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Tue 9 Oct 2007 11:42 AM

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Desert harvest

Agthia CEO talks about his vision for the foodstuff and mineral water group's expansion.

Ilias Assimakopolous has recently begun to pursue an unfulfilled ambition of many years; he is learning to fly. The traits that manifest themselves in the course of learning this new hobby can be directly translated to his personal business practices. He elucidates; "When I took off, I knew that I had to bring this plane down, no matter what. It's a personal challenge and it also gives you a perspective on how you deal with life and business. You just have to do it; you have to be strong, focused, rational and come up with the solutions." His business plan for Agthia genuinely exhibits the clarity of thought and careful preparation that his airborne pastime demands.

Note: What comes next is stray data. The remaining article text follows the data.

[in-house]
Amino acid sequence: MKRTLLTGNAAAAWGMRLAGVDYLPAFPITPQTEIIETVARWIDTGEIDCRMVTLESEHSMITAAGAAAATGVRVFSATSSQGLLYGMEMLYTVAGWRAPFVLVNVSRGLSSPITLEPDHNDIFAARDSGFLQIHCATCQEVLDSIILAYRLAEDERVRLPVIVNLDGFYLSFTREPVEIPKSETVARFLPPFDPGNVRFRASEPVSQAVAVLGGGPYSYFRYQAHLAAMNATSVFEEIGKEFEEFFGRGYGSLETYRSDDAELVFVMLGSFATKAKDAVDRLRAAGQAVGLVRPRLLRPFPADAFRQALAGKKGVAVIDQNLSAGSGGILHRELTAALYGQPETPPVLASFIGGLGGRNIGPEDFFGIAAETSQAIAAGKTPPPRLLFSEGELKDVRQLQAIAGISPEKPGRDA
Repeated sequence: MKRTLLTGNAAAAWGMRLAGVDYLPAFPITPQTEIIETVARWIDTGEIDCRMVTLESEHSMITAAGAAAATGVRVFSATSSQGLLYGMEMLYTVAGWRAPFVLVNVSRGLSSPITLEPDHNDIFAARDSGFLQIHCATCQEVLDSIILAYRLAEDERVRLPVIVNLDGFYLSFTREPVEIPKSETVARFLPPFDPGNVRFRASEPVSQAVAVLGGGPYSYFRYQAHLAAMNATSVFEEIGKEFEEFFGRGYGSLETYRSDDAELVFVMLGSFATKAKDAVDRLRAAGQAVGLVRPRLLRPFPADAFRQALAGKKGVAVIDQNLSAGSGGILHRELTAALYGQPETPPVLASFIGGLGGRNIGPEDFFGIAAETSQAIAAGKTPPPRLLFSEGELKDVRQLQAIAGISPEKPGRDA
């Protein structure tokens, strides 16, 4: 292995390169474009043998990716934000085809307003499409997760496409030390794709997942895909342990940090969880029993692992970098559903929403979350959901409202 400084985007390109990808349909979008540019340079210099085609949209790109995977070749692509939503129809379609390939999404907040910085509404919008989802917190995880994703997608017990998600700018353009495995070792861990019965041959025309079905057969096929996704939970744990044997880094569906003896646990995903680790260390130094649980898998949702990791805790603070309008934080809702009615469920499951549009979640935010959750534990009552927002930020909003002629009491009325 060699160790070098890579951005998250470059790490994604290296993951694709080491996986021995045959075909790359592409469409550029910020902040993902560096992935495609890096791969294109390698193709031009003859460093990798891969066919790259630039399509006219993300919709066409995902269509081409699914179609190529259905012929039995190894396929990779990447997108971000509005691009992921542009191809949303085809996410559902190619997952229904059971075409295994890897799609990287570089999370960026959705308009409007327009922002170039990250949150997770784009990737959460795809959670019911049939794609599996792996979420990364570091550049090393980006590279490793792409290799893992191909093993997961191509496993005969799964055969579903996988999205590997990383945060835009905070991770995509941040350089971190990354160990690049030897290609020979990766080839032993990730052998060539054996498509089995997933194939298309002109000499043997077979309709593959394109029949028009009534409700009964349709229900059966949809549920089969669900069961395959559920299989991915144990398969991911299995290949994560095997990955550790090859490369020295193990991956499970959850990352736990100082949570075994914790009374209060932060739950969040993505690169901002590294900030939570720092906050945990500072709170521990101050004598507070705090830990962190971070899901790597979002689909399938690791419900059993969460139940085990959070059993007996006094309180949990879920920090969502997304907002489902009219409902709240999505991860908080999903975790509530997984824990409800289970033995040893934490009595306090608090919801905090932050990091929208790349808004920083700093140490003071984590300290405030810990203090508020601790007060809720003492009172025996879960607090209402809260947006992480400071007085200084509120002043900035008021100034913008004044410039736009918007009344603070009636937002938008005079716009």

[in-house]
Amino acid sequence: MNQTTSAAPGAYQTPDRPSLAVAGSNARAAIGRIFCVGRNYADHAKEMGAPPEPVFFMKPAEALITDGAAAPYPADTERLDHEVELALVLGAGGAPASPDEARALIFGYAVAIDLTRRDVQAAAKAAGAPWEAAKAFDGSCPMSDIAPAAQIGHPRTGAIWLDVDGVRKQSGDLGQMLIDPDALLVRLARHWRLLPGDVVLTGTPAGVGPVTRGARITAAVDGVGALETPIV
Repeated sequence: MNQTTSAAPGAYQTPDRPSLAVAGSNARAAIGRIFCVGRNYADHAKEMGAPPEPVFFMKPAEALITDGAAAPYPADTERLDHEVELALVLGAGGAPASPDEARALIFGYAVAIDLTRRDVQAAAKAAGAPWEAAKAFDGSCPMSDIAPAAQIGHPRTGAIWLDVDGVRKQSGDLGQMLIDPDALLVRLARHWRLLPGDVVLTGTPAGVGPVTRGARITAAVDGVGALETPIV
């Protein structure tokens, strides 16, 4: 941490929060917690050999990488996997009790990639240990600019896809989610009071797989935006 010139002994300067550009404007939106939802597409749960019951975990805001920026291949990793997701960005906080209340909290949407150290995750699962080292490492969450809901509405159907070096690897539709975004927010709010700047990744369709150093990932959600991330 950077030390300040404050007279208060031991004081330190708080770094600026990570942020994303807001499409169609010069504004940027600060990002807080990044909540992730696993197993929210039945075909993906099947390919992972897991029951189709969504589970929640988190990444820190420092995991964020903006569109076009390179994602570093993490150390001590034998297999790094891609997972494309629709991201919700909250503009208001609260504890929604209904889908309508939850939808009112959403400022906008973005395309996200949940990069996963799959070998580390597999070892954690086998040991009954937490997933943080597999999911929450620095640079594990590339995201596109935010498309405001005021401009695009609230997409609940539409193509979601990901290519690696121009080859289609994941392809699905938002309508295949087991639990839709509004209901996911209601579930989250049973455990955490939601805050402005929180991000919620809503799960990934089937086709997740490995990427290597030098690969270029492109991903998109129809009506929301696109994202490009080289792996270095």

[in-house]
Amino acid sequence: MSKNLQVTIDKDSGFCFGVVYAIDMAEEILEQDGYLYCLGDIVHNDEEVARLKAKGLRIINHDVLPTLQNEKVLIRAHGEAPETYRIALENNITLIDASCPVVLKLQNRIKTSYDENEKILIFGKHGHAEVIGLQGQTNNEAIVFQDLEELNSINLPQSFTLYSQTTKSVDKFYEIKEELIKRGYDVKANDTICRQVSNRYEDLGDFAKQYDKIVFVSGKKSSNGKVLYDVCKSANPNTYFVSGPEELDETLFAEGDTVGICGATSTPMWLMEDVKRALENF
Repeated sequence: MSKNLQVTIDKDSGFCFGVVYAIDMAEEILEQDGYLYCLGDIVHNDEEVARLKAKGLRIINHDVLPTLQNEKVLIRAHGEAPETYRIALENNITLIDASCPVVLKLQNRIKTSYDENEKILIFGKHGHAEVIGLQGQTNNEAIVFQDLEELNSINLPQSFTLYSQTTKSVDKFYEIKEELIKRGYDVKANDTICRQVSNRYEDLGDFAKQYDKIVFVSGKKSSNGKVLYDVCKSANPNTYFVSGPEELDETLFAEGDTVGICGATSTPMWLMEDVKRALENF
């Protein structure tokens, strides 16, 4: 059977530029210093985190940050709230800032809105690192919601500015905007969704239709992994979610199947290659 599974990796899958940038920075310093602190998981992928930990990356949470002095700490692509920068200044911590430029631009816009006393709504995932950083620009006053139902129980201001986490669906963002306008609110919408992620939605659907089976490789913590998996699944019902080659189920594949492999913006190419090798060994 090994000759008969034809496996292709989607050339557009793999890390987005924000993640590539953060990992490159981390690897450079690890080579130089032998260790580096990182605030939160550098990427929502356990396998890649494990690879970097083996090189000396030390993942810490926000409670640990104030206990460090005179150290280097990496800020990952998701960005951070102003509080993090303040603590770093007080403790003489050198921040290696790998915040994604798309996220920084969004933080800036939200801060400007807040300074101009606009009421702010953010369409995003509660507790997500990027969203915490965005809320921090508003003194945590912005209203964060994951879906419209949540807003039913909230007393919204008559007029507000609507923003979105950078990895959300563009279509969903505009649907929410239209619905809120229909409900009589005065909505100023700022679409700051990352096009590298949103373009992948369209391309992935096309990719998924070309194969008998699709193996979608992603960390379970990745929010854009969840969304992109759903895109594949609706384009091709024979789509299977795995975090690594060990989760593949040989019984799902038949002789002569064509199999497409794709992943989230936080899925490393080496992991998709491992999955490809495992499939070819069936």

Both Agthia and Assimakopolous are relative newcomers in their present roles. The former was incorporated in 2004 whilst the latter has headed up operations for only a year. Their youthful positions do not give adequate indication of each one's underlying experience and prowess though. Agthia has two portfolio companies which have been in operation for some time: Grand Mills produces Flour and Animal Feed and has done so since 1978; Al Ain Mineral Water has been operational since 1990 and is the second largest bottled water brand in the UAE. Assimakopolous has worked for international brands Gillette and Reckitt Benckiser over a career spanning 17 years.

I create empowerment, room for people to take initiative.

Working in large corporations has been professionally advantageous. "Development, competitiveness and integrated marketing success, exceptional sales and huge merchandising presence have been the trademarks of Gillette and key factors of success.